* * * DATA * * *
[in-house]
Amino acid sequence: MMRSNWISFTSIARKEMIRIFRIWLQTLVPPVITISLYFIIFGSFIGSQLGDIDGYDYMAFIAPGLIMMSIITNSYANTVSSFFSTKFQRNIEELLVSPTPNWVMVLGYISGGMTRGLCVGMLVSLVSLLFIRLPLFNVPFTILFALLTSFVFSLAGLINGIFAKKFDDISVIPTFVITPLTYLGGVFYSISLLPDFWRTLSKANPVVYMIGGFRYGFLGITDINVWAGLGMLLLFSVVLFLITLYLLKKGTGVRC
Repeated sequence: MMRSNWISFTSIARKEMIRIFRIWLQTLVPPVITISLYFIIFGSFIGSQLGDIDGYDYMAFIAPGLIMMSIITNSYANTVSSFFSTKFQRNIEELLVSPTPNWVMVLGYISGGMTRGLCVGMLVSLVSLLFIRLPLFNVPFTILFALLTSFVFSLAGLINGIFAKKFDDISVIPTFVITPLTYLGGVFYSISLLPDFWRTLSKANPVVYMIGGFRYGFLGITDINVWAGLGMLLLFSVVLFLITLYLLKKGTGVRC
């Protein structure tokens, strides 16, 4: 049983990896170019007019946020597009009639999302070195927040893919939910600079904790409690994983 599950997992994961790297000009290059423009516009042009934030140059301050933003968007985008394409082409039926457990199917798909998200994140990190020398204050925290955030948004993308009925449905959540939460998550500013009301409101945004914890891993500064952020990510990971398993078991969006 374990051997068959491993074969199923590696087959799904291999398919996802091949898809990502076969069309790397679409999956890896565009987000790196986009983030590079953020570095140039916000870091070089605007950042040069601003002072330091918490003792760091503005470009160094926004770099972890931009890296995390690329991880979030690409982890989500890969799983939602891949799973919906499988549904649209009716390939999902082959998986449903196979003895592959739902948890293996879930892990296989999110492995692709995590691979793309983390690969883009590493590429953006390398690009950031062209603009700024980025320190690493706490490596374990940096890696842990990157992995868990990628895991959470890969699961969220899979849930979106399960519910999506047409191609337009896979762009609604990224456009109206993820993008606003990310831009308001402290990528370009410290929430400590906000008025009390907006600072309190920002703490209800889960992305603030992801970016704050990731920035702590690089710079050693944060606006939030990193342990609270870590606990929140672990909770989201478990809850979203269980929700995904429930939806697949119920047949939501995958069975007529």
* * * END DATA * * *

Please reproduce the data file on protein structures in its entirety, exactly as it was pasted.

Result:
[in-house]
Amino acid sequence: MMRSNWISFTSIARKEMIRIFRIWLQTLVPPVITISLYFIIFGSFIGSQLGDIDGYDYMAFIAPGLIMMSIITNSYANTVSSFFSTKFQRNIEELLVSPTPNWVMVLGYISGGMTRGLCVGMLVSLVSLLFIRLPLFNVPFTILFALLTSFVFSLAGLINGIFAKKFDDISVIPTFVITPLTYLGGVFYSISLLPDFWRTLSKANPVVYMIGGFRYGFLGITDINVWAGLGMLLLFSVVLFLITLYLLKKGTGVRC
Repeated sequence: MMRSNWISFTSIARKEMIRIFRIWLQTLVPPVITISLYFIIFGSFIGSQLGDIDGYDYMAFIAPGLIMMSIITNSYANTVSSFFSTKFQRNIEELLVSPTPNWVMVLGYISGGMTRGLCVGMLVSLVSLLFIRLPLFNVPFTILFALLTSFVFSLAGLINGIFAKKFDDISVIPTFVITPLTYLGGVFYSISLLPDFWRTLSKANPVVYMIGGFRYGFLGITDINVWAGLGMLLLFSVVLFLITLYLLKKGTGVRC
């Protein structure tokens, strides 16, 4: 049983990896170019007019946020597009009639999302070195927040893919939910600079904790409690994983 599950997992994961790297000009290059423009516009042009934030140059301050933003968007985008394409082409039926457990199917798909998200994140990190020398204050925290955030948004993308009925449905959540939460998550500013009301409101945004914890891993500064952020990510990971398993078991969006 374990051997068959491993074969199923590696087959799904291999398919996802091949898809990502076969069309790397679409999956890896565009987000790196986009983030590079953020570095140039916000870091070089605007950042040069601003002072330091918490003792760091503005470009160094926004770099972890931009890296995390690329991880979030690409982890989500890969799983939602891949799973919906499988549904649209009716390939999902082959998986449903196979003895592959739902948890293996879930892990296989999110492995692709995590691979793309983390690969883009590493590429953006390398690009950031062209603009700024980025320190690493706490490596374990940096890696842990990157992995868990990628895991959470890969699961969220899979849930979106399960519910999506047409191609337009896979762009609604990224456009109206993820993008606003990310831009308001402290990528370009410290929430400590906000008025009390907006600072309190920002703490209800889960992305603030992801970016704050990731920035702590690089710079050693944060606006939030990193342990609270870590606990929140672990909770989201478990809850979203269980929700995904429930939806697949119920047949939501995958069975007529």